In accordance with the invention, a set of ink-jet inks and method for reducing bleed are provided. The ink-jet ink set comprises at least one dye-based ink-jet ink composition and at least one pigment-based ink-jet ink composition, wherein the dyebased ink-jet ink composition includes at least one cationic surfactant and wherein the pigment-based ink-jet ink composition includes at least one negatively-charged component, such as a dispersant. While the cationic surfactant of the dye-based ink is attracted to the negatively-charged dispersant in the pigment-based ink, the interface between the dye-based ink and the pigment-based ink is stabilized by negatively-charged counterions to the cationic surfactant, thereby controlling bleed between the dye-based and pigment-based inks should they be printed adjacently to one another.
Thus, the method of controlling bleed by employing a dye-based ink-jet ink with a cationic surfactant paired with a pigment-based ink having a negatively-charged dispersant overcomes the above-described disadvantages of other bleed control methods. More specifically, the present method does not introduce highly toxic or corrosive components to the ink-jet ink composition. It is easily implemented and cost-effective, particularly in ink-jet printers already employing a black pigment-based ink and dye-based color inks, generally requiring only the addition of a modest amount of cationic surfactant to the dye-based color inks to achieve bleed control between the color inks and the black ink. The edge acuity of the black ink in such an ink set is not sacrificed, since, as a pigment-based ink, it inherently provides better edge acuity than a dye-based ink. Finally, as an additional benefit, the cationic surfactant imparts some degree of bleed control between dye-based inks via the traditional means of using surfactants alone to alleviate bleed.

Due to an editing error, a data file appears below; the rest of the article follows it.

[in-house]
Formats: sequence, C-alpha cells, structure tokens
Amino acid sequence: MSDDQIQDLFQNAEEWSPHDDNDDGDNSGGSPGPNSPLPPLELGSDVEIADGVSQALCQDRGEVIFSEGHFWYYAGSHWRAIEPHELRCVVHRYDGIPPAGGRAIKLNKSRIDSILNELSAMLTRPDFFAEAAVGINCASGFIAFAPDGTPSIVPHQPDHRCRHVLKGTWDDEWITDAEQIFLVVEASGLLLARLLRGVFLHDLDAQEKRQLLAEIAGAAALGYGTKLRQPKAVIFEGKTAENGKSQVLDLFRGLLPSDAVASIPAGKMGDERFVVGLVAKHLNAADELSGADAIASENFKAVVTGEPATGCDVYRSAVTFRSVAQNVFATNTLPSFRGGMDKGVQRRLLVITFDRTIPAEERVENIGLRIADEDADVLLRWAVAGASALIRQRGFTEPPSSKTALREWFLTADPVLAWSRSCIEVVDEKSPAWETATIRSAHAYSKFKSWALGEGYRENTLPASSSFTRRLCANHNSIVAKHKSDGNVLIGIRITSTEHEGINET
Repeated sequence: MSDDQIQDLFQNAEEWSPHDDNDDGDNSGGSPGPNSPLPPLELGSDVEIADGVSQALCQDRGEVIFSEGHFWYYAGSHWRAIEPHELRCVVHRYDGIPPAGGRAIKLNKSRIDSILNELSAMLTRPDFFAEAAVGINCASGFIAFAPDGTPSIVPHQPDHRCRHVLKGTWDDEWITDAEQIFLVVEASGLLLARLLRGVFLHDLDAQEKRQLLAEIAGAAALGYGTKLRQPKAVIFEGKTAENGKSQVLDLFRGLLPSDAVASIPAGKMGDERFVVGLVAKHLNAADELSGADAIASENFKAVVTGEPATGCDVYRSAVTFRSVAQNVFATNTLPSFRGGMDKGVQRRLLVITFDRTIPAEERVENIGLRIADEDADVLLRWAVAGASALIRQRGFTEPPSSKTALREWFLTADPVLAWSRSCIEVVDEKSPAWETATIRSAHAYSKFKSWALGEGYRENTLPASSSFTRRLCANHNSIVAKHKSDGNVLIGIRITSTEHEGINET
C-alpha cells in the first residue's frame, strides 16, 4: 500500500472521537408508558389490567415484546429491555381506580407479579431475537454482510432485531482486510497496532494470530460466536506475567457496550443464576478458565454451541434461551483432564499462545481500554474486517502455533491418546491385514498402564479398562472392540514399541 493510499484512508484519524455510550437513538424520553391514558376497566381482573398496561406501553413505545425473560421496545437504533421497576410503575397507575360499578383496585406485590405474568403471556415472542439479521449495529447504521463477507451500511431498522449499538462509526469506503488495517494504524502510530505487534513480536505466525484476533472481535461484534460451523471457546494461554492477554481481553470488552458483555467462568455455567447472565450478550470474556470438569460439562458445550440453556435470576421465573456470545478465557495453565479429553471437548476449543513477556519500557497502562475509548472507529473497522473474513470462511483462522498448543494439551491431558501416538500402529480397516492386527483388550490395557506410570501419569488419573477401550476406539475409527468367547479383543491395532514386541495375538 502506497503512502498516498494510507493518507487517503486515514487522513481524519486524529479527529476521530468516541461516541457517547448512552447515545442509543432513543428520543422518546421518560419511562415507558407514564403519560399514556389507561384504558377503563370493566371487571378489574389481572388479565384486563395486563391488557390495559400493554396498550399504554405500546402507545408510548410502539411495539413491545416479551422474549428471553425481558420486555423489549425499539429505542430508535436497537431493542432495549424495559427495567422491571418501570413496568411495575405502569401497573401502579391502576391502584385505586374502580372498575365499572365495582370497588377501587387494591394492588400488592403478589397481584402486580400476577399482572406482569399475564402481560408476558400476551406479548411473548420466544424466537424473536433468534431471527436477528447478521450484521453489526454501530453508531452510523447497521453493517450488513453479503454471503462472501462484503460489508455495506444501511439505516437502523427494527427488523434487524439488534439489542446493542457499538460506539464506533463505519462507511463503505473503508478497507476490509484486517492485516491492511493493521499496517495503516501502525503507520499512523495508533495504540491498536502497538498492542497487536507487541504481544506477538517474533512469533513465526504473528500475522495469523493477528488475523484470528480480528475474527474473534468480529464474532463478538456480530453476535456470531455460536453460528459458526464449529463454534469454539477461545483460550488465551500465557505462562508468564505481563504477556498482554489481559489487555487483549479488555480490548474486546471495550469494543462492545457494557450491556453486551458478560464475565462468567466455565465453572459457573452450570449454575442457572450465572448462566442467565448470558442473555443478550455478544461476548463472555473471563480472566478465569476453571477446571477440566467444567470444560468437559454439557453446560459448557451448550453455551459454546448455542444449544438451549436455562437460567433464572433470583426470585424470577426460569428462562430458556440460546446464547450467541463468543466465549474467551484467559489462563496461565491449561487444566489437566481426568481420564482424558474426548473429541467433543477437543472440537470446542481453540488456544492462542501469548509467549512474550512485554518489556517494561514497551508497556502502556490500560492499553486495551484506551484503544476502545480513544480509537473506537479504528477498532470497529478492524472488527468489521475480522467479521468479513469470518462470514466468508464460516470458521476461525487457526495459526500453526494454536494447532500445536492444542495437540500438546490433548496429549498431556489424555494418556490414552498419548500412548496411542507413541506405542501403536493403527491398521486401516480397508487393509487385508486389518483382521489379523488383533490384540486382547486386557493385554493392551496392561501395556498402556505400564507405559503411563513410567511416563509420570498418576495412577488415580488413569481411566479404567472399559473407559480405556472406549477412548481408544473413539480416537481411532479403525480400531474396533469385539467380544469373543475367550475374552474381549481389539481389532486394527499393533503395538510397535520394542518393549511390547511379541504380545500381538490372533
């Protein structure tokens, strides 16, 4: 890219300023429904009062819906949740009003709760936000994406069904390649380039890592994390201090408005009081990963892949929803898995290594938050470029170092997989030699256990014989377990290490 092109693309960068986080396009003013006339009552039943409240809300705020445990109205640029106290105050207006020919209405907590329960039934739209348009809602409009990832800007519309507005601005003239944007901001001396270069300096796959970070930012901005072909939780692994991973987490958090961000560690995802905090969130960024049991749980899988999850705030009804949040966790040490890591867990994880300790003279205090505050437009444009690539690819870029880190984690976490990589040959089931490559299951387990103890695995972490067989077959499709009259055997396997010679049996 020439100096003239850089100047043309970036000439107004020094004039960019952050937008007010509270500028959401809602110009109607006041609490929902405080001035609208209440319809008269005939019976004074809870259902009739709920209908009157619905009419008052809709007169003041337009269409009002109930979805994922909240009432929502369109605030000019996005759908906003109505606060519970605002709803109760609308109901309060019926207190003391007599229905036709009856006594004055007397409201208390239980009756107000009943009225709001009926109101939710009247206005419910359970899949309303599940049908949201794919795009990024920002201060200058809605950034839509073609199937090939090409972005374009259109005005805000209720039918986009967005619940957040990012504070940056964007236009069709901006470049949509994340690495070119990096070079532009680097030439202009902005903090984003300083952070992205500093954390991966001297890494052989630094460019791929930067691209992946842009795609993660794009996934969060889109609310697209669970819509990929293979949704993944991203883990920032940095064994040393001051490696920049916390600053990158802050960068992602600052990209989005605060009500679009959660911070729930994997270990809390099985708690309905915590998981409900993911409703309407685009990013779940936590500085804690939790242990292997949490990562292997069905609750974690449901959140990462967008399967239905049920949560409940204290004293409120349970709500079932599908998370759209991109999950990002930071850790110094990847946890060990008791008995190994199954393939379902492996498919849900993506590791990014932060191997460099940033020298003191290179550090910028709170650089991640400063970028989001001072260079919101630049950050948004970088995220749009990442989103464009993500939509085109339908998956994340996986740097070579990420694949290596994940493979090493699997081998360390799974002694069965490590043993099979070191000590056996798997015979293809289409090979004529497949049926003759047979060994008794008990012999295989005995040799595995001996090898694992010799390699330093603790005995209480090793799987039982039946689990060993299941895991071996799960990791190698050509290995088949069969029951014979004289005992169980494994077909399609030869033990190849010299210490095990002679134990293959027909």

FIG. 1 is a cross-hatching of a dye-based color ink by a pigment-based black ink, with the dye-based color ink exclusive of a cationic surfactant (or any other bleed control component) and therefore outside of the scope of the invention;
FIG. 2 is a cross-hatching of a dye-based color ink by a pigment-based black ink, with the dye-based color ink including a cationic surfactant in accordance with the invention;
FIG. 3 is a cross-hatching of a dye-based color ink by a pigment-based black ink, with the dye-based color ink including both a cationic surfactant and excess counterion in a preferred embodiment of the invention; and
FIGS. 4 and 5 are line drawings illustrating the bleed control achieved with the ink of FIG. 3 as printed on Hewlett-Packard glossy media and Hewlett-Packard transparency media, respectively.
The invention described herein is directed to an ink-jet ink set for use with ink-jet color printers, such as Hewlett-Packard's DeskJet® thermal ink-jet printer, to achieve a reduction in bleed. More particularly, the ink-jet ink set comprises at least one dye-based ink-jet ink composition and at least one pigment-based ink-jet ink composition, wherein the dye-based ink-jet ink composition includes at least one cationic surfactant an wherein the pigment-based ink-jet ink composition includes at least one negatively-charged component, e.g., a dispersant. By employing this ink-jet ink set, a reduction in bleed is achieved between the dye-based ink-jet ink and the pigment-based ink-jet ink.
Before specifically addressing the ink components, it should be noted that the purity of all components is that employed in normal commercial practice for ink-jet ink compositions. Weight percents represent percent of the total ink composition, unless otherwise noted.
In accordance with the invention, a cationic surfactant is added to the dyebased ink-jet ink composition. The cationic surfactant should be present in the dyebased ink-jet ink composition at a concentration ranging from about 0.5 to 5 wt. %. A cationic surfactant concentration of less than about 0.5 wt. % would be insufficient to interact with the negatively-charged dispersant to form a stabilized interface, while a concentration of more than about 5 wt. % might adversely affect print quality, such as edge acuity. Preferably, the cationic surfactant is employed in the dye-based ink-jet ink at a concentration of about 3 wt. %.